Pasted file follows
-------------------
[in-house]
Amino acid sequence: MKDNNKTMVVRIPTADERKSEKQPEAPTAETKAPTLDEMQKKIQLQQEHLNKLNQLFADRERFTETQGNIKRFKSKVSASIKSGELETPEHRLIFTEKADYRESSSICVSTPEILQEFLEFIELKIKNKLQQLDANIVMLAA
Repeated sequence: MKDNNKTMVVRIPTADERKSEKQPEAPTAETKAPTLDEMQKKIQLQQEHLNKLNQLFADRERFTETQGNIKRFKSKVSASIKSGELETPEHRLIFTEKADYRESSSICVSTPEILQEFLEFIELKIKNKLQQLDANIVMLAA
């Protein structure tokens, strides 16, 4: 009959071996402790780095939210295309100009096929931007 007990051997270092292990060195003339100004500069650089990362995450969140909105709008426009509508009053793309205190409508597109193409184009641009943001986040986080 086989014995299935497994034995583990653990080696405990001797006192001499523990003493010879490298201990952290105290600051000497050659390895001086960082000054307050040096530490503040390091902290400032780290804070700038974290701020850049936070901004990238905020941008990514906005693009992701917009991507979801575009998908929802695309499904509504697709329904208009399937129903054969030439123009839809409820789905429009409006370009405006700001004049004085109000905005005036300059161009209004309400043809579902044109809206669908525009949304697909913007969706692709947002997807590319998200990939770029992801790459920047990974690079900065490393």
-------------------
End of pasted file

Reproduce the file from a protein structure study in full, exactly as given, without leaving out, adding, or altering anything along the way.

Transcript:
[in-house]
Amino acid sequence: MKDNNKTMVVRIPTADERKSEKQPEAPTAETKAPTLDEMQKKIQLQQEHLNKLNQLFADRERFTETQGNIKRFKSKVSASIKSGELETPEHRLIFTEKADYRESSSICVSTPEILQEFLEFIELKIKNKLQQLDANIVMLAA
Repeated sequence: MKDNNKTMVVRIPTADERKSEKQPEAPTAETKAPTLDEMQKKIQLQQEHLNKLNQLFADRERFTETQGNIKRFKSKVSASIKSGELETPEHRLIFTEKADYRESSSICVSTPEILQEFLEFIELKIKNKLQQLDANIVMLAA
């Protein structure tokens, strides 16, 4: 009959071996402790780095939210295309100009096929931007 007990051997270092292990060195003339100004500069650089990362995450969140909105709008426009509508009053793309205190409508597109193409184009641009943001986040986080 086989014995299935497994034995583990653990080696405990001797006192001499523990003493010879490298201990952290105290600051000497050659390895001086960082000054307050040096530490503040390091902290400032780290804070700038974290701020850049936070901004990238905020941008990514906005693009992701917009991507979801575009998908929802695309499904509504697709329904208009399937129903054969030439123009839809409820789905429009409006370009405006700001004049004085109000905005005036300059161009209004309400043809579902044109809206669908525009949304697909913007969706692709947002997807590319998200990939770029992801790459920047990974690079900065490393």